The low-level premoistening can destabilize the lower to midtroposphere through increasing low-level moist static energy or equivalent potential temperature (Kemball-Cook and Weare 2001; Hsu and Li 2012; Wang and Lee 2017), paving the way for the development of shallow and congestus convection (Benedict and Randall 2007; Hsu and Li 2012). Figures 4a and 4b also exhibit the moisture sinks (Q2; contour) (Yanai et al. 1973), which, to some extent, represents the condensational heating. As the shallow and congestus convection have heating peaks below 700 hPa and pure deep convection can have heating peaks below 500 hPa (Shige et al. 2008; Takayabu et al. 2010), we interpret the lower tropospheric heating below 700 hPa as that associated with the shallow and congestus clouds. It shows that there is shallow and congestus convection developing in the region with low-level premoistening. The fast group has stronger leading shallow and congestus convection than the slow group, as it has stronger low-level premoistening. Figure 4d supports that enhanced low-level moistening results in stronger shallow and congestus convection, as the low-level moisture is highly correlated with the shallow and congestus heating.

The well-developed congestus convection could further precondition the middle troposphere by eroding the dry midtroposphere, favoring the transition from congestus to deep convection (Johnson et al. 1999; Kikuchi and Takayabu 2004; Kuang and Bretherton 2006; Del Genio et al. 2012). It is manifest in Figs. 4a and 4b that the “developing stage” convection (105°–135°E), in which not only congestus but also sporadic deep convection are observed (Kikuchi and Takayabu 2004), is well established in the fast MJO. Thus, it suggests that stronger congestus convection can lead to faster transition to deep convection, resulting in faster propagation of MJO deep convection. This is supported by the positive correlation between the MJO propagation speed and the shallow and congestus heating (Fig. 4e).

c. The factors controlling the intensity of the Kelvin wave response

Theoretically, the MJO could be affected by the background BL and low-level moisture distribution (Wang et al. 2016; Wang and Chen 2017), and the background moisture content is determined by the background SST on monthly mean time scale (Wang 1988). Thus, it is conceivable that the variations in background SST states may cause variations in KWR and the MJO propagation speed. This is supported by Fig. 5 that an increase in MJO propagation speed is associated with equatorial central and eastern Pacific SST warming, reminiscent of an El Niño–like state.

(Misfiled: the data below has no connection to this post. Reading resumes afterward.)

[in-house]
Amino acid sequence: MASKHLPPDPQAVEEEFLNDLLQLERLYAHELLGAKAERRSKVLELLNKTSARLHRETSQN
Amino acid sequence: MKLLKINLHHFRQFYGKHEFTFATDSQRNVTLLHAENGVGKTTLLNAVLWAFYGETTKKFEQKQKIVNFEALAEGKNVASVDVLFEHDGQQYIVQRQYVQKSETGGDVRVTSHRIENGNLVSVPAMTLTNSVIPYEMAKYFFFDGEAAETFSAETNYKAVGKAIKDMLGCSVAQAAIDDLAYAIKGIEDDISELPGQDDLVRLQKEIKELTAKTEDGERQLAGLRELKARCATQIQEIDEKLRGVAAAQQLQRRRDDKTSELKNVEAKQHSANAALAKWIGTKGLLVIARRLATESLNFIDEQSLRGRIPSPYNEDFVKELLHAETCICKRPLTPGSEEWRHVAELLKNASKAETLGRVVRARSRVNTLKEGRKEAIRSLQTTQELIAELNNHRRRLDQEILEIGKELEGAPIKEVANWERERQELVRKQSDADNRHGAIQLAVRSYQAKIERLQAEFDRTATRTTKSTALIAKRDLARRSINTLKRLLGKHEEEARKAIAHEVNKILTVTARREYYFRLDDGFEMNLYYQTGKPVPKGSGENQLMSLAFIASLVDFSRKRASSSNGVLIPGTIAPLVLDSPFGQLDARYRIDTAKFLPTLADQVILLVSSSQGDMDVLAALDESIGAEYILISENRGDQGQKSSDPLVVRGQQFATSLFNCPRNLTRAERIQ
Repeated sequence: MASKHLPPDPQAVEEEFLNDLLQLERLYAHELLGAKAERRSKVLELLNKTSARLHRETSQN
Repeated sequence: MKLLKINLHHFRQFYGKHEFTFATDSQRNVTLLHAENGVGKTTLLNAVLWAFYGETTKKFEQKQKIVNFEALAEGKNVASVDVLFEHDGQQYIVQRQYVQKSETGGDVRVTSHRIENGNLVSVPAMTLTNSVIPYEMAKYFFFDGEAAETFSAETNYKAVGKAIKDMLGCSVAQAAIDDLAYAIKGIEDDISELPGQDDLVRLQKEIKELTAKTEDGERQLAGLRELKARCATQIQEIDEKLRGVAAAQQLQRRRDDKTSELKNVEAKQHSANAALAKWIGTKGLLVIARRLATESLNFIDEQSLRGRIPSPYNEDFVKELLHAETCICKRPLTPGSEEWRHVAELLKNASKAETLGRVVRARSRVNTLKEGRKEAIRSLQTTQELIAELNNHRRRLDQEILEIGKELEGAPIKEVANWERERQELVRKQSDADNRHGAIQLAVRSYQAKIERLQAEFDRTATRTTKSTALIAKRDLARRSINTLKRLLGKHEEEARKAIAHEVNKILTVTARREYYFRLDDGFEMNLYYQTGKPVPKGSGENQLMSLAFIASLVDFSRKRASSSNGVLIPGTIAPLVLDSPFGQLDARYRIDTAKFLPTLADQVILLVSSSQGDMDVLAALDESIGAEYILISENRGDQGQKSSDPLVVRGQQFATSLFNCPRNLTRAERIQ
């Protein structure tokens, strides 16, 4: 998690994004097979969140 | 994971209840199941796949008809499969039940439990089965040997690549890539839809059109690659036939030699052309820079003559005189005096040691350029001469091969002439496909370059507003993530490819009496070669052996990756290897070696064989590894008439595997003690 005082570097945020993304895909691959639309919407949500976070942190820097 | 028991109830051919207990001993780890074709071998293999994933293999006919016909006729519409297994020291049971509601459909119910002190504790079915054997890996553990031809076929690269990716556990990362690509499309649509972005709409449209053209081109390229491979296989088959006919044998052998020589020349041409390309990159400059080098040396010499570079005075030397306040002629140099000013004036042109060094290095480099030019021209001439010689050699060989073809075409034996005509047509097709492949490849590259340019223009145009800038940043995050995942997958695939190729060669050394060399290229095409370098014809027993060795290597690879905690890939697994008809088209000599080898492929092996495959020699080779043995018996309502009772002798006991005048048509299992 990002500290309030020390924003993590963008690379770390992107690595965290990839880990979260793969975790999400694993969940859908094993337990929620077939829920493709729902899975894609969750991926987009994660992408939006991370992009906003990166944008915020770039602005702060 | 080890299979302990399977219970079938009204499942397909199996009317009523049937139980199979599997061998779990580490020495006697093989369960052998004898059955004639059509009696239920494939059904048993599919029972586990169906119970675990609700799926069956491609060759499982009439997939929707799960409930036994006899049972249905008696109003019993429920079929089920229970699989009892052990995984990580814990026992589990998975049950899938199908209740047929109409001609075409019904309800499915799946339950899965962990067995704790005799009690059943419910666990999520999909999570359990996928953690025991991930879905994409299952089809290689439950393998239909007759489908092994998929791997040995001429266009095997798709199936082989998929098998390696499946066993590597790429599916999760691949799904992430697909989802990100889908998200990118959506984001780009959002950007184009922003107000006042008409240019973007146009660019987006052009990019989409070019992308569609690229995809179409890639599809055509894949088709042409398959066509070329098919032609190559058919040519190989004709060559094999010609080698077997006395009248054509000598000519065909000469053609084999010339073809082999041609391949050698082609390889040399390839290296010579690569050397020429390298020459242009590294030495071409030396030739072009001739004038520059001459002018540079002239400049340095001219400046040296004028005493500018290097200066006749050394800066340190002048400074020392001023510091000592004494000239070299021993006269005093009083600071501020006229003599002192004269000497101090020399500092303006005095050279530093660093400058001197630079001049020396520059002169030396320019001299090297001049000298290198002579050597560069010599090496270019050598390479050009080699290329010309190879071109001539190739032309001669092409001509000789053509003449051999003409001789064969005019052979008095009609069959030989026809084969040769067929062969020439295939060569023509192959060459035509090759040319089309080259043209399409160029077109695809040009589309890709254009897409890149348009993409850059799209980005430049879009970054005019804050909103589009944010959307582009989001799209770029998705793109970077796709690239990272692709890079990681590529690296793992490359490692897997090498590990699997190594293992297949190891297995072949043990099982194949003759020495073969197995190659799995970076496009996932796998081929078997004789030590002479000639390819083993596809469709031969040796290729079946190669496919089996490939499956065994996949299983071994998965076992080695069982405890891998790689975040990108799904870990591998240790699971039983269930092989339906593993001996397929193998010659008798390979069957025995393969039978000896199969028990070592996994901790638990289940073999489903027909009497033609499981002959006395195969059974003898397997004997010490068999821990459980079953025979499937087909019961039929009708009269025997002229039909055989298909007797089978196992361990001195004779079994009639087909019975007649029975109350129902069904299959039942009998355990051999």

Fig. 5.
Fig. 5.

Observed background SST variation with MJO speed. Shown are the background SST anomalies (in unit of K m−1 s) regressed onto the MJO propagation speed. The stippled region indicates where the regressed background SST anomalies are significant at 95% confidence level. The background SST anomalies for an MJO event are defined as 3-month average of monthly SST anomalies (departure from climatological monthly mean), with the central month containing the day 0 of that MJO event.

Citation: Journal of Climate 33, 8; 10.1175/JCLI-D-19-0661.1

How does the background SST variation over the central Pacific affect the KWR? The warming in the equatorial central Pacific leads to zonal expansion of the Indo-Pacific warm pool. Since the MJO activity is mainly observed over the warm ocean (Zhang 2005), an increase in zonal extent of the warm pool will lead to eastward expansion of MJO activity. Because the MJO tends to amplify on a longer zonal scale (Adames and Kim 2016; Fuchs and Raymond 2017; Chen and Wang 2019), the eastward expansion of MJO activity will result in increase of MJO zonal scale. This is manifested by the fact that the fast MJO has larger zonal scale (Figs. 2a,b). Using a theoretical model, Chen and Wang (2019) showed that the BL convergence feedback favors enhancing the KWR and this enhancing effect amplifies with increasing zonal scale of the MJO. Thus, when the zonal scale of MJO expands, the KWR becomes stronger, explaining why the faster MJO has stronger KWR.

4. Numerical results

To test this effect of warm-pool zonal scale on the MJO propagation speed, we conduct idealized experiments by using the theoretical model of Wang et al. (2016) and Wang and Chen (2017). The derivations of model equations are given in those works and here we elaborate the differences (the summarization of model formulations is given in appendix C). The major difference is that the precipitation is total field and is positive only in the original model (Wang and Chen 2017), while the precipitation is anomaly linearized about a climatological mean state in this study. This difference in precipitation definition does not affect the model formulations, assuming that the basic winds are weak and the effects of basic wind are negligible.